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    Resilience and resistance of local industry to economic crisis: A case study of China's IT industry
    Chen WANG, Yiqiong GUO
    2018, 37 (7):  1297-1307.  doi: 10.11821/dlyj201807004
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    Little research has been done on the resilience and resistance of local industries the play a major role in regional economy. This study investigates the main influencing factors of the regional economic resilience of China's IT industry, with a large-scale firm-level survey data from National Bureau of Statistics. Our regression analyses reveal that the firm heterogeneity within the regional industry, the role of local technology gatekeepers, the openness, dynamics and business structure of the local industry jointly exert significantly positive influences on the regional economic resilience of China's IT industry. This suggests that the hub-and-spoke industrial districts may be more resilient than the Marshallian industrial districts under the transitional background of China. Local governments should encourage the co-existence of heterogeneous firms in terms of knowledge base, attract new and younger firms, maintain an open environment for local industries and pay more attention to the leading role of technological gatekeepers so as to enhance the economic resilience of local industries.

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    Institutional evolution and regional economic resilience: A comparison of two resource-exhausted cities in China
    Xiaohui HU, Wenzhong ZHANG
    2018, 37 (7):  1308-1319.  doi: 10.11821/dlyj201807005
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    The existing literature on economic resilience of cities and regions shows that attention has been mainly paid to its characterization as capabilities and outcomes, while little research has been conducted on it as processes. This paper aims to address this knowledge gap. Drawing upon institutional change theories, this paper proposes an approach, and tries to explain how different modes of the institutional change affect industrial evolution and thus generate divergent resilience of cities. The approach is applied to the two case studies of Chinese mining cities, namely Zaozhuang in Shandong province and Fuxin in Liaoning province, which are both faced with resource depletion since 2000. By focusing on the ways in which new industries emerge, the empirical investigation illustrates that Zaozhuang's resilience involves positive layering and conversion that have enabled industrial renewal and diversification, whereas Fuxin's resilience unfolds with institutional thickening, characterized by industrial adjustment with strong effects of path persistence and extension. This study suggests that the institutional change approach can better update the understanding of regional resilience by incorporating processes, capabilities and outcomes.

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    Co-evolution and cluster development: Case study for Yuzhou Jun porcelain industrial cluster in Henan province
    Kewen LYU, Changhong MIAO, Jing WANG, Huan DING
    2018, 37 (7):  1320-1333.  doi: 10.11821/dlyj201807006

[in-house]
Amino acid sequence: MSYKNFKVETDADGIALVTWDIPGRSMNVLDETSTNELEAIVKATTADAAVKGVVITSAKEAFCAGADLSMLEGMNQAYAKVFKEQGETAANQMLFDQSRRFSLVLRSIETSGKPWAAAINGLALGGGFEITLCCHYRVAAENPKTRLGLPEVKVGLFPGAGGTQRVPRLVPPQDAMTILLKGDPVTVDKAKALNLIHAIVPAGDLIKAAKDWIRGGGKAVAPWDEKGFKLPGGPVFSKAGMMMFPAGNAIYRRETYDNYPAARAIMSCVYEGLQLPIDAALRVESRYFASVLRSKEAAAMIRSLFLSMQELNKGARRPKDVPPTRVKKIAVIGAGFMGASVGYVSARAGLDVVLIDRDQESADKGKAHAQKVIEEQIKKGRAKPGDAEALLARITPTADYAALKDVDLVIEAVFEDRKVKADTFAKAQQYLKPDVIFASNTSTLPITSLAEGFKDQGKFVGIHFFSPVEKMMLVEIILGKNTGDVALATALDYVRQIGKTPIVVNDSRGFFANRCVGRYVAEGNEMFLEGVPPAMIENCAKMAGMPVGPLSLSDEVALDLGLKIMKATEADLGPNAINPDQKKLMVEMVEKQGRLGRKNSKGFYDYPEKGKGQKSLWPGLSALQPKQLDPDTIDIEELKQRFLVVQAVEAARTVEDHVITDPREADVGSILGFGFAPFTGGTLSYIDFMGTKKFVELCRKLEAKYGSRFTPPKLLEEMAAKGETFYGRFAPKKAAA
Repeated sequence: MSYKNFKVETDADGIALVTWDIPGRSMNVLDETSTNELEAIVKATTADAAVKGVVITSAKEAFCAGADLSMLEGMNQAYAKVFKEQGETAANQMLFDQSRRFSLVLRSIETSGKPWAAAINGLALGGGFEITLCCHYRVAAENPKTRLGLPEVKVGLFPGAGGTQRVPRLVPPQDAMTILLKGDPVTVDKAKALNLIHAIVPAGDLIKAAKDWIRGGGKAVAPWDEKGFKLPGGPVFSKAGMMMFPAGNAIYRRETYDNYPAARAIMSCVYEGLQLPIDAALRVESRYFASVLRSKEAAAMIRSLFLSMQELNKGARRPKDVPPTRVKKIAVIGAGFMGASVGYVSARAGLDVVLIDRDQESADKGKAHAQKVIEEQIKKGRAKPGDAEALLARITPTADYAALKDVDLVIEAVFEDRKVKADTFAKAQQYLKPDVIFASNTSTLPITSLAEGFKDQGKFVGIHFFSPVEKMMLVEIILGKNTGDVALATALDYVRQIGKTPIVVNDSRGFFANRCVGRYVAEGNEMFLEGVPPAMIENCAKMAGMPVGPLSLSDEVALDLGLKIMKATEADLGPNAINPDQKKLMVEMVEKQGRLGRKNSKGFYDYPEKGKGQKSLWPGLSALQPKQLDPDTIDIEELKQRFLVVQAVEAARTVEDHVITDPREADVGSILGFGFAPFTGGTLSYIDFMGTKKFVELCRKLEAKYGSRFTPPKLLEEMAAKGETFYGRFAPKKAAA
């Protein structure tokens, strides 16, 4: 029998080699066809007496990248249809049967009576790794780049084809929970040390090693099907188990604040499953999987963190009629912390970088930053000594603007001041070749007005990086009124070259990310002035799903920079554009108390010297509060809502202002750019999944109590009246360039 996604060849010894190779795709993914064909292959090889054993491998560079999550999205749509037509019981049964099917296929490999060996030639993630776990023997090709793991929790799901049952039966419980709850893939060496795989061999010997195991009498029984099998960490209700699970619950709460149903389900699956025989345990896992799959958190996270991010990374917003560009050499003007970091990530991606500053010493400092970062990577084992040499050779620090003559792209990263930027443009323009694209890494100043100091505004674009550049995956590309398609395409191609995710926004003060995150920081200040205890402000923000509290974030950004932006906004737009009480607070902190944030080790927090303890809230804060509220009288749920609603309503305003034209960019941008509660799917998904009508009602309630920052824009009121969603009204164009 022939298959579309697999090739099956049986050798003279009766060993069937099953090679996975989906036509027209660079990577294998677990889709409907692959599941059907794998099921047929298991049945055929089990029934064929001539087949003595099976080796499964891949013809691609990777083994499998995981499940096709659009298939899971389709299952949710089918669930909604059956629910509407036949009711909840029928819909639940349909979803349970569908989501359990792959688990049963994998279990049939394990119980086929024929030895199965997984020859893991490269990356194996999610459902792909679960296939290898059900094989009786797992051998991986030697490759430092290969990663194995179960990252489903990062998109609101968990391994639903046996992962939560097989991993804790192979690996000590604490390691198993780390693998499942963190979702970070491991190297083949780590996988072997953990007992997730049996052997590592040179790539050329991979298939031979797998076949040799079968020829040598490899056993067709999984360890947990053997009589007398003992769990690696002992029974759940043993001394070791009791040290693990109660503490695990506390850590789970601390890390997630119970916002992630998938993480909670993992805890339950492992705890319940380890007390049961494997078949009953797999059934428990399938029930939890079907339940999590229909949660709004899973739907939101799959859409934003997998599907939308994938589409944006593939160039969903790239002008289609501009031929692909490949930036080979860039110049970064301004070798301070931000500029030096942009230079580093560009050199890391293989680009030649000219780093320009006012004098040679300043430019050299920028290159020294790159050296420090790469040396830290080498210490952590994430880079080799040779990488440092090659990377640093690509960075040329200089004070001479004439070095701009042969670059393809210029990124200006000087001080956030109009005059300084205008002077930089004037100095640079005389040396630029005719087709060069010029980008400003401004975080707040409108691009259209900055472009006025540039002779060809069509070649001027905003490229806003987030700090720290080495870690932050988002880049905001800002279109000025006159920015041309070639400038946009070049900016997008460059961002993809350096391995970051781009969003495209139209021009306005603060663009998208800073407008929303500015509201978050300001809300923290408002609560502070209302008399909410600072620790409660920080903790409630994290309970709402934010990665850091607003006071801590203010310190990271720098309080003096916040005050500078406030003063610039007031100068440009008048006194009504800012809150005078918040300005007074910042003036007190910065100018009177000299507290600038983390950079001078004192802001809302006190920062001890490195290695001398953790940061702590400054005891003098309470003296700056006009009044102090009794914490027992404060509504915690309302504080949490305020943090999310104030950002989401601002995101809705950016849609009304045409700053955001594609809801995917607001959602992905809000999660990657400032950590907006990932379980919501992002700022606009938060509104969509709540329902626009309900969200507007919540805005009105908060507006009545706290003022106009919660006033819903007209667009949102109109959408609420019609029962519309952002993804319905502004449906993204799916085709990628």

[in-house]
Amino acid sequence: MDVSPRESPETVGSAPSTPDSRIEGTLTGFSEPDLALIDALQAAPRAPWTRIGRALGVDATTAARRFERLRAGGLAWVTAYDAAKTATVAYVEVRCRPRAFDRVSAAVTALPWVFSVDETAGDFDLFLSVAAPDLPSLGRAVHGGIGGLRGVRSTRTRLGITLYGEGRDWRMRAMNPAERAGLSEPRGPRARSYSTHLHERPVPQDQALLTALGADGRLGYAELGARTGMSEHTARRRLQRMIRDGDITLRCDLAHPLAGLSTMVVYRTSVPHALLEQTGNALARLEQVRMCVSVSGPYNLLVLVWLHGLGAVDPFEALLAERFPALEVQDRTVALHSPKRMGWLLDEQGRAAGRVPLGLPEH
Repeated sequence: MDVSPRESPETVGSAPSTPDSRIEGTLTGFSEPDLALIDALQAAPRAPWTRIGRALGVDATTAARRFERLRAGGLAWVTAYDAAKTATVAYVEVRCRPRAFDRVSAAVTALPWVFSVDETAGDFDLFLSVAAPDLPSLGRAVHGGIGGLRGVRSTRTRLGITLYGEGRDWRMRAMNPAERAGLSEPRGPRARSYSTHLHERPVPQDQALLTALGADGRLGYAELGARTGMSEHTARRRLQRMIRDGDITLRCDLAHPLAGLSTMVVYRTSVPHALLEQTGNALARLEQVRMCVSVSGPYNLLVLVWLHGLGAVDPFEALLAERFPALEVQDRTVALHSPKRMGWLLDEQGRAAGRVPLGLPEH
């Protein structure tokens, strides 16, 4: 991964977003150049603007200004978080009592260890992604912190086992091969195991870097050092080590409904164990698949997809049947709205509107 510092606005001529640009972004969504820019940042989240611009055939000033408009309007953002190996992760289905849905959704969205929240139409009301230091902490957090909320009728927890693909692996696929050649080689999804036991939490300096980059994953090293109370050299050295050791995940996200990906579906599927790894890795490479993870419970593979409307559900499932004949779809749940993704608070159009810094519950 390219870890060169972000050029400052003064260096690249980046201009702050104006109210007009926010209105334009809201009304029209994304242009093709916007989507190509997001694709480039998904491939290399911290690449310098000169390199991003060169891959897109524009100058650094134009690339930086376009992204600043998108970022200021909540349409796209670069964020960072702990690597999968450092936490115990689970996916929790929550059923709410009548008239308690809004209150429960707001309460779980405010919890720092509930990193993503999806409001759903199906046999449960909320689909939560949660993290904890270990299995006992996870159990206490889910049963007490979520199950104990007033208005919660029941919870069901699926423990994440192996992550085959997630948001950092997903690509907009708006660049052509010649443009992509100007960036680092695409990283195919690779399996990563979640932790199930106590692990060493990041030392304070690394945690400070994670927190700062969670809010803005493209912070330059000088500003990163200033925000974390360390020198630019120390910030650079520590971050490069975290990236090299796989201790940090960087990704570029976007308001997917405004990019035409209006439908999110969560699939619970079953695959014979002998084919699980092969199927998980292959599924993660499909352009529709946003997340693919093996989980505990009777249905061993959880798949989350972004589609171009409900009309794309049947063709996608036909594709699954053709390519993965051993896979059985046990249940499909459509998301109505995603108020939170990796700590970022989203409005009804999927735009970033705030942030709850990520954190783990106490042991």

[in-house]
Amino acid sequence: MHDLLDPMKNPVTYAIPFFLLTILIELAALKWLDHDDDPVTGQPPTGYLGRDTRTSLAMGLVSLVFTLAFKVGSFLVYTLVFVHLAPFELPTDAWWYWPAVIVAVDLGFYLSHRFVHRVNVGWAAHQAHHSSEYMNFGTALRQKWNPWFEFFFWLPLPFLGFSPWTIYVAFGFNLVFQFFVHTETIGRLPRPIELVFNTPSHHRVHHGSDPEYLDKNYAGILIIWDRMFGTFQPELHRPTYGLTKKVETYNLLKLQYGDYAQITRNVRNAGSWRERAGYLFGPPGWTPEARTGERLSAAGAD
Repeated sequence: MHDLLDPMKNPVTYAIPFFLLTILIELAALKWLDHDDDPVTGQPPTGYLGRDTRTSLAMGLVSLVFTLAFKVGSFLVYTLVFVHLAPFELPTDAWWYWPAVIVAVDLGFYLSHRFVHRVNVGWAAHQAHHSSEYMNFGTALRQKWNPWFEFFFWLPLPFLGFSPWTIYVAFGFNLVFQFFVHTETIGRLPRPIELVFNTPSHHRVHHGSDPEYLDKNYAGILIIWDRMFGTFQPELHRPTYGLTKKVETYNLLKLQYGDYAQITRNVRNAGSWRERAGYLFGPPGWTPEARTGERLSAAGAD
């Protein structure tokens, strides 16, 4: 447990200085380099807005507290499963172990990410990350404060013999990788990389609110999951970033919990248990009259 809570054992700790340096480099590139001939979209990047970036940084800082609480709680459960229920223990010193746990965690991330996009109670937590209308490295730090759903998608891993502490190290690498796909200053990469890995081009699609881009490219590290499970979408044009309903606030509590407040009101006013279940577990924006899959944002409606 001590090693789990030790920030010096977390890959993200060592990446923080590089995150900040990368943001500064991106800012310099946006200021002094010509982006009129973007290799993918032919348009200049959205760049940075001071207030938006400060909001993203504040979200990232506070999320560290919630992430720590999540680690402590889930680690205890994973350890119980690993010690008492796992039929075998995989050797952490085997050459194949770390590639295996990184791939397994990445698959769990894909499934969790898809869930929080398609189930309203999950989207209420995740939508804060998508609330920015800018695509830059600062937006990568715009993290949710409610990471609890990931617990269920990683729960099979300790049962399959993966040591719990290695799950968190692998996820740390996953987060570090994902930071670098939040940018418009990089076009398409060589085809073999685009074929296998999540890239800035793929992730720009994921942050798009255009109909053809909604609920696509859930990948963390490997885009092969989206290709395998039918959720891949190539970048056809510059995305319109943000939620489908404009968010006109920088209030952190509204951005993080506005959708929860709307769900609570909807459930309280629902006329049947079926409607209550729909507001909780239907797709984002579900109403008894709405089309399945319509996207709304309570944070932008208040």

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    Cluster evolution has attracted much attention during the past decade in economic geography. Evolutionary economic geography and new life cycle theory can be used to explain the process of cluster evolution from emergence, growth, maturity to recession/regeneration. Different from the existing literature emphasizing the co-evolution of enterprises, industry and networks, this paper constructs an analytical framework for the co-evolution of institutions, technology, government and market, which takes enterprise as the key actor. Through the case study of Yuzhou Jun porcelain industrial cluster, we found that the emergence and growth of the cluster is a process of co-evolution of multi-factors and multi-mechanisms. (1) The interaction of institutions, technology, government and market, as well as the internal mechanisms such as path dependence and path creation, knowledge spillover and enterprise's spinoff, returns to scale and cumulative causation, and plays different and synergistic roles in different stages of cluster evolution. (2) The co-evolution between institutions and technology, based on local resource endowment and historical-cultural tradition, has a path dependence mechanism and make the initial impetus and advantages for local porcelain production, which is the fundamental source of cluster emergence and vitality maintenance. (3) The transition to the market economy and the reform of the state-owned enterprises pushed by the government have led to a great increase in private enterprises through the spinoff mechanism; and the market scale effect of the rising consumption for the Jun porcelain products and the expansion of the new market space provide a valid demand for the enterprises to spin off and expand their scale significantly. Based on the cumulative causation mechanism, the interaction between government and market has exerted the mutual reinforcement effects on the production and market scale for Jun porcelain industry, and promoted the Jun porcelain industrial cluster to grow rapidly. (4) The cluster evolution is a complex adaptive process in which the path dependence and path creation are restricted and promoted mutually. The innovations such as Jun porcelain burning technology, process, glaze and product shape/function are the fundamental source of enterprises' survival and competitiveness. The unique local industrial atmosphere makes the knowledge spillover and path creation mechanisms become the core power for the sustainable development of Jun porcelain industrial cluster.